This past winter, the family took the nearly 40-hour train ride home for the first time. The parents had arranged for Mr. Lu to marry a 23-year-old woman from home. The couple had photographs taken: Mr. Lu in a white turtleneck lying beside his bride-to-be in front of a beach backdrop; the smiling couple sitting on a white bench, each holding teddy bears in their laps.
The family returned to Xinjiang after scheduling the wedding for the end of this year.
On Sunday, as on any other day, Ms. Zhang, her son and a young cousin pushed four carts to the market. Mr. Lu’s father had gone to another province to buy fruit wholesale.
Abruptly at 8 p.m., the manager of the market told people to shut down. Hours earlier, more Uighurs had begun marching through the streets to protest government discrimination. Street battles erupted when riot police officers armed with tear gas and batons tried to disperse the crowd.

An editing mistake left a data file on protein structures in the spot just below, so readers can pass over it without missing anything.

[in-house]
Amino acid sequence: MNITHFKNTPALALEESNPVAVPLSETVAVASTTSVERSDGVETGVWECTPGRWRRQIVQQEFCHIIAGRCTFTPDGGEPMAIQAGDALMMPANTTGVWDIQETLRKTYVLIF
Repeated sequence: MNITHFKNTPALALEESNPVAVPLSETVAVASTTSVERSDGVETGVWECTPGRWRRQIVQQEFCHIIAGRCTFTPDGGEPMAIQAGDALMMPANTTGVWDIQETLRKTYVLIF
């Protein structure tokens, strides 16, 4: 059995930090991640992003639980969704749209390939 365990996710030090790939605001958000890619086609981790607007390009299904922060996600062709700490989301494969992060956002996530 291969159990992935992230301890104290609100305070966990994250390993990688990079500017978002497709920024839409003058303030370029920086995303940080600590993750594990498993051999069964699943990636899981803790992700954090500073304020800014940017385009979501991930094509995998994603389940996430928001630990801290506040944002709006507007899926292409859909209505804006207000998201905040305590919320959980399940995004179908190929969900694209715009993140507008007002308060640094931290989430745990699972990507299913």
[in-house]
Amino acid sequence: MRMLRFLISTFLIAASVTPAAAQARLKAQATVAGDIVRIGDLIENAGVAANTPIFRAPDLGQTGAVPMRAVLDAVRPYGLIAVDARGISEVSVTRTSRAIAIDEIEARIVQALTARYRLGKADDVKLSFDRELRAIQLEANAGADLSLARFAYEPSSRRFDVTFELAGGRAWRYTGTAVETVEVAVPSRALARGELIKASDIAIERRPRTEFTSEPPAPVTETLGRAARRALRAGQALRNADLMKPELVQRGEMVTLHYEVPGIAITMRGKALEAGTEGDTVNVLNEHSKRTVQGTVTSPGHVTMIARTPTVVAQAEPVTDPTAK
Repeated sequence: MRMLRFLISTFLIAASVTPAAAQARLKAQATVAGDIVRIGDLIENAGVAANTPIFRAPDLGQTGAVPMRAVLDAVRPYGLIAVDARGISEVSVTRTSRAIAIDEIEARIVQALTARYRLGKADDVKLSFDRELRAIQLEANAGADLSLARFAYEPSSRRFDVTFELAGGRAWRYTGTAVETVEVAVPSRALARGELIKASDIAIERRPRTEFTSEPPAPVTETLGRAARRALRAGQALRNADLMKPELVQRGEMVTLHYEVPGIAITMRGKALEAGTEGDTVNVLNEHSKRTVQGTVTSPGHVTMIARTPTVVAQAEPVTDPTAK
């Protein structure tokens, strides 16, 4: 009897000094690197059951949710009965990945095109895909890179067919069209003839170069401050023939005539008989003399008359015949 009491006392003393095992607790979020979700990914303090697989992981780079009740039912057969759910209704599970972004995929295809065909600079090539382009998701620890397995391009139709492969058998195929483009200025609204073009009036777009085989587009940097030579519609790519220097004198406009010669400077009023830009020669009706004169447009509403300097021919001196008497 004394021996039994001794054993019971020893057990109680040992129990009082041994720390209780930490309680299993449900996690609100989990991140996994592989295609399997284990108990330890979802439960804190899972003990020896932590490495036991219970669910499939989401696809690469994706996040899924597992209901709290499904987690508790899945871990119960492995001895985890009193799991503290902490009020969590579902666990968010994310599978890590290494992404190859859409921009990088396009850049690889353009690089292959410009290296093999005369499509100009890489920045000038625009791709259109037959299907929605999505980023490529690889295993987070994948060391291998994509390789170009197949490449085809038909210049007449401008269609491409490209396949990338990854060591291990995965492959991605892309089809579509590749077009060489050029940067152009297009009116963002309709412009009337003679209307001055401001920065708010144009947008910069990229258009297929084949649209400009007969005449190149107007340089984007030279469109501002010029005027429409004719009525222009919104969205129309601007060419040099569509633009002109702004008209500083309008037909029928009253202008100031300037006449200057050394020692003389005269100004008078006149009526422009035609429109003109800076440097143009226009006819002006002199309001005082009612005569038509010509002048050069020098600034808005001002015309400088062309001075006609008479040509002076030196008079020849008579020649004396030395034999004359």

The first wave of the rioters arrived minutes later, metal rods and knives in hand. The younger Mr. Lu dashed home first. Ms. Zhang followed. When she got home, she found that he had gone out again to rescue another cart.
She cried for three hours until she dared go out to look for him.
“I thought, if I don’t find a body, then maybe he’s in hiding and still alive,” she said. “But I quickly found the body.”
Security forces arrived at 1 a.m. to collect the bodies. On Wednesday, Mr. Lu’s father identified his son from a photograph at a police station.
“After we cremate the body, we’ll go home with the ashes,” Ms. Zhang said.
The father stared at cigarette butts strewn across the floor. “We’ll never come back,” he said.
Huang Yuanxi contributed research from Beijing.